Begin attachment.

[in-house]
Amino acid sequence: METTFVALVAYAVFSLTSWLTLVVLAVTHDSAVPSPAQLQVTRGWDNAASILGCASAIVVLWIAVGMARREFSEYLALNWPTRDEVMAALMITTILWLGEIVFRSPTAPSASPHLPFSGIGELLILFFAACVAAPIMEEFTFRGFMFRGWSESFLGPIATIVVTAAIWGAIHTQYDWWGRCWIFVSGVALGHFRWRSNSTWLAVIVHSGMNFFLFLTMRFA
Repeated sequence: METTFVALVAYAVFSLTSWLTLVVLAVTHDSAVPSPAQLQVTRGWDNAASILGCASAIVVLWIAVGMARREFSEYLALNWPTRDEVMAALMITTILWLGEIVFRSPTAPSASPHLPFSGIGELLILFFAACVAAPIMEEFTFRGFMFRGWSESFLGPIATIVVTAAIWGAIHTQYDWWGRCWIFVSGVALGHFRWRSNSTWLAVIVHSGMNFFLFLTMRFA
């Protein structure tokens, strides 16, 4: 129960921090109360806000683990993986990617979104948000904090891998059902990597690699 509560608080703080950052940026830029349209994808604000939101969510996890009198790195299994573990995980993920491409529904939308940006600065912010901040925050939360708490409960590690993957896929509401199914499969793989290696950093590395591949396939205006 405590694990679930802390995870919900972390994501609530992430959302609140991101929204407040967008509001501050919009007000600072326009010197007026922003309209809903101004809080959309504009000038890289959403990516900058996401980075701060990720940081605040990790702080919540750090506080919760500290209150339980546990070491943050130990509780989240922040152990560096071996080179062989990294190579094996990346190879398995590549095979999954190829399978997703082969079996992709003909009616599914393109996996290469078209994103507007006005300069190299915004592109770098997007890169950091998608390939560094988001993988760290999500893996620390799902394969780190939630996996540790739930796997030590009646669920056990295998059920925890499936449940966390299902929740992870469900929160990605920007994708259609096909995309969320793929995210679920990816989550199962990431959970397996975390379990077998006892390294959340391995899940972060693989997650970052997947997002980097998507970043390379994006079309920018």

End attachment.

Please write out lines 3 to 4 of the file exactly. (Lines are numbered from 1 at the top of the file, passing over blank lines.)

Repeated sequence: METTFVALVAYAVFSLTSWLTLVVLAVTHDSAVPSPAQLQVTRGWDNAASILGCASAIVVLWIAVGMARREFSEYLALNWPTRDEVMAALMITTILWLGEIVFRSPTAPSASPHLPFSGIGELLILFFAACVAAPIMEEFTFRGFMFRGWSESFLGPIATIVVTAAIWGAIHTQYDWWGRCWIFVSGVALGHFRWRSNSTWLAVIVHSGMNFFLFLTMRFA
């Protein structure tokens, strides 16, 4: 129960921090109360806000683990993986990617979104948000904090891998059902990597690699 509560608080703080950052940026830029349209994808604000939101969510996890009198790195299994573990995980993920491409529904939308940006600065912010901040925050939360708490409960590690993957896929509401199914499969793989290696950093590395591949396939205006 405590694990679930802390995870919900972390994501609530992430959302609140991101929204407040967008509001501050919009007000600072326009010197007026922003309209809903101004809080959309504009000038890289959403990516900058996401980075701060990720940081605040990790702080919540750090506080919760500290209150339980546990070491943050130990509780989240922040152990560096071996080179062989990294190579094996990346190879398995590549095979999954190829399978997703082969079996992709003909009616599914393109996996290469078209994103507007006005300069190299915004592109770098997007890169950091998608390939560094988001993988760290999500893996620390799902394969780190939630996996540790739930796997030590009646669920056990295998059920925890499936449940966390299902929740992870469900929160990605920007994708259609096909995309969320793929995210679920990816989550199962990431959970397996975390379990077998006892390294959340391995899940972060693989997650970052997947997002980097998507970043390379994006079309920018």